I’ve mentioned before that Pinterest is my favorite among the social media sites, for several reasons. First, I’m an intensely visual person and thus an intensely visual writer. To “get” directions I have to see the map in my head, and to “get” my characters I must see them too, preferably on screen as I’m writing. So the first thing I do when starting a new story is to collect images of my characters and settings, which I update as needed as my sense of them strengthens.
Second, I write about a time and places that are almost entirely unfamiliar to my American and West European readers. I would love someday to see my Legends and Songs novels translated into Russian, where the cultural context even five hundred years after the fact is so much more familiar. But until that happens, my Pinterest boards are the best way to find ideas for myself and convey a sense of the world I have adopted as my own to others.
So you can imagine how delighted I was when images from a Russian television series about Sophia Palaiologina—the niece of the last Byzantine emperor and the wife of Ivan III “the Great” of Russia, thus the grandmother of Ivan IV “the Terrible”—began showing up on my Pinterest feed. I suppose even then I could have gone to YouTube to look for it—although it’s a commercial production, so I might not have found it. But I didn’t: much as I love Russian history, especially medieval Russian history, and despite decades of speaking and reading Russian, I have to admit that in my down time I want to watch movies and TV in English.
Then Sophia showed up at Amazon.com. The episode summaries must have been translated by Google, for they are hilarious, but the subtitles are pretty accurate. The actors are true to type, their performances excellent, the settings and costumes are perfect, and the whole first season is riveting historical fiction. Think the BBC’s Victoria, but with way more furs, poison, and treachery.
Look at this wedding ceremony, for example: can’t you just see Daniil and Nasan or Alexei and Maria in this setting?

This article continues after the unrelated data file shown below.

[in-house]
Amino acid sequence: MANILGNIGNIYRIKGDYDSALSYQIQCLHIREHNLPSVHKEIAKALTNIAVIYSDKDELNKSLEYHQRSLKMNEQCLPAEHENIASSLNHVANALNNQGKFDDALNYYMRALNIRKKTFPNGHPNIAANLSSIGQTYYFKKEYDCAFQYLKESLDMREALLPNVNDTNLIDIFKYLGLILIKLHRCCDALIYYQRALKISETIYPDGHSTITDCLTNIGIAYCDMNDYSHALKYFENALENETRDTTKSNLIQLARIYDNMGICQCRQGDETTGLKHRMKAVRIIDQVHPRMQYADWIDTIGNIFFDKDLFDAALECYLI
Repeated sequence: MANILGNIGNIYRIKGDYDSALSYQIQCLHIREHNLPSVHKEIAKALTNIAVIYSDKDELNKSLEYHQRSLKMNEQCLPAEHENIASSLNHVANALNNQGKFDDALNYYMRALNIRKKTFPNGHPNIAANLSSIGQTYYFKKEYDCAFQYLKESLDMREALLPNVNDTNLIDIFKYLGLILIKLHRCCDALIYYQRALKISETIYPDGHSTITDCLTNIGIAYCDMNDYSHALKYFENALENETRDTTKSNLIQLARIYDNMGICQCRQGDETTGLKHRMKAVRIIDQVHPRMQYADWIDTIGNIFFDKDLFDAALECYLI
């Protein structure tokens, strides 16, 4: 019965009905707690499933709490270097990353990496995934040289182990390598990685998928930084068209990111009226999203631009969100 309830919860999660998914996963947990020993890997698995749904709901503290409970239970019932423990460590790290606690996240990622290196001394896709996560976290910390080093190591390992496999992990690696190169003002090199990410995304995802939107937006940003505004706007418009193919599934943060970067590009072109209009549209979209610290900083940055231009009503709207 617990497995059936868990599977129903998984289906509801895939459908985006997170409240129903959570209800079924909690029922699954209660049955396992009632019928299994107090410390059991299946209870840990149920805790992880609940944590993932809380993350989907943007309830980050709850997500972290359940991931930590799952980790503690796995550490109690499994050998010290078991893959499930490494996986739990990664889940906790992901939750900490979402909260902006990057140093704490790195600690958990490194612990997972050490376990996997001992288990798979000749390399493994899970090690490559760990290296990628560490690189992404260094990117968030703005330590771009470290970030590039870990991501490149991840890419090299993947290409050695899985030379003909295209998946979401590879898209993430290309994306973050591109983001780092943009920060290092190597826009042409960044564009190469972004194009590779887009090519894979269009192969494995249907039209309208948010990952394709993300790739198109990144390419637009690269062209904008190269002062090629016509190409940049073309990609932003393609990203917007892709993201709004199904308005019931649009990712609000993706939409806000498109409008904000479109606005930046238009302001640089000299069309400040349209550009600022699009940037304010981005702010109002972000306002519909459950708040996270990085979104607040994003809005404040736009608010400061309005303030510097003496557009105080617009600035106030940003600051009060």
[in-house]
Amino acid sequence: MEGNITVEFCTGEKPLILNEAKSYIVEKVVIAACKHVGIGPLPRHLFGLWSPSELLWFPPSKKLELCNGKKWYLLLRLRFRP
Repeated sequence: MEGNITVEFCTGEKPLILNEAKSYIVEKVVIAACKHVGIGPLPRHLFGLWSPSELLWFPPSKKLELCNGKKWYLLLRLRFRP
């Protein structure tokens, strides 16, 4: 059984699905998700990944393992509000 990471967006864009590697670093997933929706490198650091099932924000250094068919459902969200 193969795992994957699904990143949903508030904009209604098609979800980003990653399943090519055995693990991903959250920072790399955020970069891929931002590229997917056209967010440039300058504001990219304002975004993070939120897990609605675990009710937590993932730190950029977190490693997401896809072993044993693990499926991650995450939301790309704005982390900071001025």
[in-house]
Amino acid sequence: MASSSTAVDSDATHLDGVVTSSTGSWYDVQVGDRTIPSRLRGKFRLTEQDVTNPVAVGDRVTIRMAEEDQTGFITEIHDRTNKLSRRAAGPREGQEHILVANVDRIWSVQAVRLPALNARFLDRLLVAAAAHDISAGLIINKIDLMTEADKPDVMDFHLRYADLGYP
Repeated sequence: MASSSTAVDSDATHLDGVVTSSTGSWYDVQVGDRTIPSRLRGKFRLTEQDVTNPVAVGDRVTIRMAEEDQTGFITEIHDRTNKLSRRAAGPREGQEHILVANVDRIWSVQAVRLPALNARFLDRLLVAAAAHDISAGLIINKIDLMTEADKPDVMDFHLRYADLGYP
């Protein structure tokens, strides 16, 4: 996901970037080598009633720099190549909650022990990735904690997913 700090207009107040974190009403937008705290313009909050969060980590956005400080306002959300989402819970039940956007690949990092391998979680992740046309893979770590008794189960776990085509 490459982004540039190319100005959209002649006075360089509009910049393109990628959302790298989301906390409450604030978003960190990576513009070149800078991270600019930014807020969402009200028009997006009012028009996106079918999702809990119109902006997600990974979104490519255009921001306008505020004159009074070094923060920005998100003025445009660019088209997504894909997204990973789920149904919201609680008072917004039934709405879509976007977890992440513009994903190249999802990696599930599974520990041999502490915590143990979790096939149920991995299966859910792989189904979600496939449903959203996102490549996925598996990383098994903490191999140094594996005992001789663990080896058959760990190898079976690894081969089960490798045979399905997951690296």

I was hooked. Right now, Season 1 is still available for free on Amazon Prime, but I shelled out $12.99 (total) for the first eight episodes so that I could continue watching even if it disappears from the free collection, as things tend to do on Amazon Prime. As I said, I’m hooked. I watched the full set in three days, and I can’t wait for Season 2.
Note that I also said riveting historical fiction. Alas, considerable liberties have been taken with basic plot points. The Muscovites were, so far as we know, not resistant, as they are depicted here, but delighted to have scored a dynastic connection with the emperor of Constantinople, whose defeat by the Ottoman army had left Muscovy (at least in the minds of its own rulers and government) as the last bastion of Orthodox Christianity in a troubled world. Which is not to say that they expressed this realization in the “Moscow as Third Rome” phrasing that opens the series, but the realization itself does seem to have existed. I could go on, but you get the point.
So don’t treat it as a televised history lesson, except in the sense that the general depiction of the place and its court are accurate. (Hint: Victoria is not 100% historically accurate either.) What we do have is a full cast of delightfully fictional characters: the strong-willed bride, her wiser but still somewhat impetuous husband, his determined but not unkind mother, enemies of various sorts (modern-day Russian nationalism especially affects the portrayal of the enemies—Tatars [pictured here], Novgorodians, Lithuanians—so take these portrayals in particular with a large grain of salt), the naive but charming son and the treacherous daughter-in-law, and a whole host of scheming Italians and boyars. It’s tremendous fun, and if you ever wanted to get past imagining the world I portray in my Legends novels and actually see how it looked, this is the perfect place to start.
And if you do get hooked and need more binge-watching material before the 2018 season arrives, try Ekaterina: The Rise of Catherine the Great. It has two seasons available, with twenty-two episodes. It’s even more fictional than Sophia, not least because I think it draws heavily on Catherine’s own memoirs, which are self-serving in the extreme, as well as most of the extensive scuttlebutt that surrounded Catherine’s rise to power and reign, much of it disseminated by her far-from-loving son. But if you don’t take these series too seriously, they will certainly entertain!
Images: Screen captures from Sophia.